Associate Teaching Professor
Ph.D., Florida International University, 2008
Environmental Engineering and Air Pollution
Dr. Bricker joined the department of Civil and Engineering at Florida International University as an Instructor in August of 2010. Her research interests include: method development and quality assurance of air quality monitoring data, molecular characterization of aerosol particles, indoor air quality, and chemical factors that control indoor and ambient air quality.
With a fundamental passion for research, and a self-described hard working, versatile and enthusiastic experimentalist character, throughout her career Dr. Bricker has developed and improved analytical methods, and produced quality research results published in peer reviewed journals and presented at professional conferences.
She graduated Summa Cum Laude with a Licenciate in Chemistry degree from the Universidad Simon Bolivar in 1987. Her undergraduate thesis project culminated four years of focused work conducting research and analytical method development supported by the Venezuelan Institute of Petroleum Technology (Intevep). She continued to contribute in this field while working at the Petroleum Company (PDVSA) until she migrated to United States. In 1993 she earned a Master of Science in Chemistry from the University of Miami, where she conducted basic research that offered a contribution to the scientific understanding in the field of electrochemical characterization of neurotransmitters.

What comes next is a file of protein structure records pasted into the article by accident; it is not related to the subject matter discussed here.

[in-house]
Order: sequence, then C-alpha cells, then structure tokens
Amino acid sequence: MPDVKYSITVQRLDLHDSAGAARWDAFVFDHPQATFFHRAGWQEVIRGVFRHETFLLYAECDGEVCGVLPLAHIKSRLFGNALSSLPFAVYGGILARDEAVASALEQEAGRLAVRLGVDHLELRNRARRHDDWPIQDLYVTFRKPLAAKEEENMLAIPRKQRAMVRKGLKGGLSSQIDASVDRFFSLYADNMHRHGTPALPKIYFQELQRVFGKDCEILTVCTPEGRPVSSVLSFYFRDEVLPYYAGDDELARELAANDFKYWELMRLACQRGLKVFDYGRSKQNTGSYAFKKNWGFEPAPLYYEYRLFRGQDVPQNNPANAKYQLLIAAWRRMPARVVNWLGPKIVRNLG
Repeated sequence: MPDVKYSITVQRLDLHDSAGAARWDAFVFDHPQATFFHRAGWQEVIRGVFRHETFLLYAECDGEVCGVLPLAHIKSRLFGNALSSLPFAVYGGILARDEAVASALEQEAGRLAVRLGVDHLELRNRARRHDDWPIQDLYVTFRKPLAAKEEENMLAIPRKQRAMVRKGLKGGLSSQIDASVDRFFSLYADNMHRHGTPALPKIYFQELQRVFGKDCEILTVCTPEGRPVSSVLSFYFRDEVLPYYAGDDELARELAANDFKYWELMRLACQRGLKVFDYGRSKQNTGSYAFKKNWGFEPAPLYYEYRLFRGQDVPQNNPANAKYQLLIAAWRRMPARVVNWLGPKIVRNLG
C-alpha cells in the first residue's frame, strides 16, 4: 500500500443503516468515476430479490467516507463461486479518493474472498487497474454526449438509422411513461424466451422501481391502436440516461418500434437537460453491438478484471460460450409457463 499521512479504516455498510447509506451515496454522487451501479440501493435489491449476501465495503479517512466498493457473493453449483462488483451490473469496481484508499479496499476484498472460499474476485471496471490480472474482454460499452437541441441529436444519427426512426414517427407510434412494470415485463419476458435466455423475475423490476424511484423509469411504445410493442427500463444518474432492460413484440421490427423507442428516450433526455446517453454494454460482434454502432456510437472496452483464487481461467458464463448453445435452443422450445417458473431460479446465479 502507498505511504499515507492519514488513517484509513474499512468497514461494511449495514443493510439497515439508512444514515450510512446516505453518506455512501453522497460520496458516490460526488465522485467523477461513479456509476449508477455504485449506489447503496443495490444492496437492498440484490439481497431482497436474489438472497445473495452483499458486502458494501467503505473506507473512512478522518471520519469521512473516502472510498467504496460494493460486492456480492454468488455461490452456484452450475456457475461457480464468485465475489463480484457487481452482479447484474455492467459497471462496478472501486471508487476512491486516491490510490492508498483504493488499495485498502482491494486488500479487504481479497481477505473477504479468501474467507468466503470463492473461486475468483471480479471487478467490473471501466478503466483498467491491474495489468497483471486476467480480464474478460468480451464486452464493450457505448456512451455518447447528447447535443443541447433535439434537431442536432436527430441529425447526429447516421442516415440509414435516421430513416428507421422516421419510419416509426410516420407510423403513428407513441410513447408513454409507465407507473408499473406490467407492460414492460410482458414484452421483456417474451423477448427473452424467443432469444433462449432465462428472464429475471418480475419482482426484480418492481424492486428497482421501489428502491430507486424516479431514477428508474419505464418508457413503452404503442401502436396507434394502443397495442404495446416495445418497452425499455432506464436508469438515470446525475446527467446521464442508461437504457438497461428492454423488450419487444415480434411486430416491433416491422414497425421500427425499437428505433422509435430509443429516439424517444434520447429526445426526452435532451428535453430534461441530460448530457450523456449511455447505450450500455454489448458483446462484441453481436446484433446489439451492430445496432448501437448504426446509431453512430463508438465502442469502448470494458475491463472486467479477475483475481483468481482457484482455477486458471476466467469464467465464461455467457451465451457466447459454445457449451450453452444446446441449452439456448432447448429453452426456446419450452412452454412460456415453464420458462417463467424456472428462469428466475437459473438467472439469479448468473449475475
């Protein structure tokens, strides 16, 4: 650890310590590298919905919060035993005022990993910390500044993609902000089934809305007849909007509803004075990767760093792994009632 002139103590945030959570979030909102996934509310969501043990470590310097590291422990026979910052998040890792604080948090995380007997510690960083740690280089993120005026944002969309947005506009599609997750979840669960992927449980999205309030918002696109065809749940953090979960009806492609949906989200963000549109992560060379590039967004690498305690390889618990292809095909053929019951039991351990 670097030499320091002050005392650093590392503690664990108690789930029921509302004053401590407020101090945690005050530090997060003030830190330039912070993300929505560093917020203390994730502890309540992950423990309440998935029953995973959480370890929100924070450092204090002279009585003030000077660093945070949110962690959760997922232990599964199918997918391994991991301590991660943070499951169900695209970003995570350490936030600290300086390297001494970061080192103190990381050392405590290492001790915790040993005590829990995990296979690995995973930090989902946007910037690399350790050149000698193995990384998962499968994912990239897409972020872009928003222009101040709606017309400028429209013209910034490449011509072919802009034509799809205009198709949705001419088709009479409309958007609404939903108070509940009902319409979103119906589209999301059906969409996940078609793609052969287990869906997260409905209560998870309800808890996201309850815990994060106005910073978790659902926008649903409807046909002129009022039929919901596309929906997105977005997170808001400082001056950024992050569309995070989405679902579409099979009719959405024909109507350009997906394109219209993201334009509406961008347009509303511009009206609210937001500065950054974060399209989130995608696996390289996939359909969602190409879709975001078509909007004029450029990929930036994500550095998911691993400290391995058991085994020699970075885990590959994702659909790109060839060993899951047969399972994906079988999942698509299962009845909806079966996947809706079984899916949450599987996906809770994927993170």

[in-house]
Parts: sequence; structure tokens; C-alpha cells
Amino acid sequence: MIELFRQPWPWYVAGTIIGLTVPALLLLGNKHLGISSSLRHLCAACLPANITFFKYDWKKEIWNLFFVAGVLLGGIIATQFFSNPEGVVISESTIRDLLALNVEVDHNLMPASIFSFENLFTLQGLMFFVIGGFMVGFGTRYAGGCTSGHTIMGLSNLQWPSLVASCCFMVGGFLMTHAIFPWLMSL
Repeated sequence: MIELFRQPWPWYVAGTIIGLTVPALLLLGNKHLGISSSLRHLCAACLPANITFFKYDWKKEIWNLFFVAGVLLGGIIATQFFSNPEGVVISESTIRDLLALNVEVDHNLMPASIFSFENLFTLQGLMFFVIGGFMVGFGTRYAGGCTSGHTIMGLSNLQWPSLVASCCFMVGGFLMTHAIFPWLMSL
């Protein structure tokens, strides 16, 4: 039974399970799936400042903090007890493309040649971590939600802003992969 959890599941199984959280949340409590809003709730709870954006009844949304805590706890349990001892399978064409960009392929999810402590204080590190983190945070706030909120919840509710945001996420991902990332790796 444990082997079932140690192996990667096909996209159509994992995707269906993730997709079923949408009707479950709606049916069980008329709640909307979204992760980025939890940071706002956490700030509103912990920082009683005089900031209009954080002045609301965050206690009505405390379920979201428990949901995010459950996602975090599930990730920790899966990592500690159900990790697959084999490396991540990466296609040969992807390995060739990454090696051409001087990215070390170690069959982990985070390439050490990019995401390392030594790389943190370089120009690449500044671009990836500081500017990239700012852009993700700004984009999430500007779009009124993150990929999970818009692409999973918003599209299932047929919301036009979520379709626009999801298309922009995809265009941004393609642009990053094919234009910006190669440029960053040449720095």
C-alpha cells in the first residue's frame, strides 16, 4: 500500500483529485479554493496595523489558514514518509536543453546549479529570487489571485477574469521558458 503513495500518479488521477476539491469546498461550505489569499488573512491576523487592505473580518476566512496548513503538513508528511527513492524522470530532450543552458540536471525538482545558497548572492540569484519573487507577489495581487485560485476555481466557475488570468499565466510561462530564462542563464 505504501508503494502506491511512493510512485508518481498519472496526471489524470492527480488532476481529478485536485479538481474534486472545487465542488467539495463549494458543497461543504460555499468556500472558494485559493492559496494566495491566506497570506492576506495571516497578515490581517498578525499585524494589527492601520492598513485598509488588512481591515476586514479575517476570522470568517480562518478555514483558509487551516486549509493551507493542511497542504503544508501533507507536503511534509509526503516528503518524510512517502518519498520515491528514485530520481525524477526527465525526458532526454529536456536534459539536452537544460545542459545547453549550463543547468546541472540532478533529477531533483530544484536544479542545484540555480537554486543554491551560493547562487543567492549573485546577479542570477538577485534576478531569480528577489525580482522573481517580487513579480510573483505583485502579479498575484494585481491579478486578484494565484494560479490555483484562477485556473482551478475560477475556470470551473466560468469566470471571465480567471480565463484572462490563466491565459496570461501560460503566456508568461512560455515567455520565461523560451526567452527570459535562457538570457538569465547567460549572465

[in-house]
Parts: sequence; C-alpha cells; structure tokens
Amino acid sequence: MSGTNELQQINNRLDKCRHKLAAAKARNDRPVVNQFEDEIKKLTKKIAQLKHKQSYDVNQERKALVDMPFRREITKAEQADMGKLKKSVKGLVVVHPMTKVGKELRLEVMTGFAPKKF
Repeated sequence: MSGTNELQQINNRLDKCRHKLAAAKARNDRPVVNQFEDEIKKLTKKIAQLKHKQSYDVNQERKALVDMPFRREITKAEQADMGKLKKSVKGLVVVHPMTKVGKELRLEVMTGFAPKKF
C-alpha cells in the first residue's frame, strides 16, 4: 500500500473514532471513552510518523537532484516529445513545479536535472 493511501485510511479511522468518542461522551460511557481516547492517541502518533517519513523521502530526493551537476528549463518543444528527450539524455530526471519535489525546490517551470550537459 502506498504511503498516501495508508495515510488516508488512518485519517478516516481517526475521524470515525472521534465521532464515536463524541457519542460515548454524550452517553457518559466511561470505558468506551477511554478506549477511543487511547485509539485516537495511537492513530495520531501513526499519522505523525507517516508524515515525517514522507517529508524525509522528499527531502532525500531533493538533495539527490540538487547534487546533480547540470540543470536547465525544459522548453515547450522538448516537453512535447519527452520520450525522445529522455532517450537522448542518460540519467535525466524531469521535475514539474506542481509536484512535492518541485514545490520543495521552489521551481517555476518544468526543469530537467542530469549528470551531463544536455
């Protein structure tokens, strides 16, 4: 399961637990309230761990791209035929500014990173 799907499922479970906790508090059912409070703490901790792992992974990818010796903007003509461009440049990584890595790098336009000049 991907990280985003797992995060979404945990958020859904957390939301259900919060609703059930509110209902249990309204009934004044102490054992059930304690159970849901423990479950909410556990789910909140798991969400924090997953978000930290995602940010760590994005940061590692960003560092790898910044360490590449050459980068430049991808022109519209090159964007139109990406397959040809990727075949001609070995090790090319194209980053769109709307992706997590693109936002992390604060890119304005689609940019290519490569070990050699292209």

Her participation in the field of air quality began when she was a Researcher at the University of Miami Rosenstiel School of Marine and Atmospheric Sciences, from 1993 to 1997. There, she contributed expertise in chemical analysis and method development to a multi-year multi-disciplinary multi-institutions research project primarily sponsored by the U.S. EPA with the goal to gain scientific knowledge about the causes of ambient air quality issues affecting the southeastern states. Her specific research efforts were on the investigation of ambient air concentrations of gas-phase organic compounds which are emitted from anthropogenic activities and are known to be involved in the formation of the pollutant Ozone in the troposphere. The knowledge gained throughout this collaborative effort played a pivotal role in support of ambient air quality monitoring goals set in the then nascent Clean Air Act of 1990.
Subsequently, from 2002 to 2008, Dr. Bricker developed her doctoral dissertation based on work conducted as part of an analogous EPA study, this time directed to gaining scientific knowledge about the causes of ambient air quality issues affecting the northwestern states of the U.S. She conducted a thorough investigation of ambient air concentrations of organic compounds associated with fine particles. The inhalation of these fine particles are recognized to be linked to adverse respiratory and cardiac health effects. Her dissertation on the aspects of sampling design, samples analysis, dataset generation, and data analysis and interpretation earned her a degree in Civil Engineering from Florida International University in 2008.
As a member of the academic faculty, Professor Bricker hopes to be able to communicate to her students her sense of excitement for quality fundamental research which provides the theories and methods that must exist in order to strengthen environmental engineering design.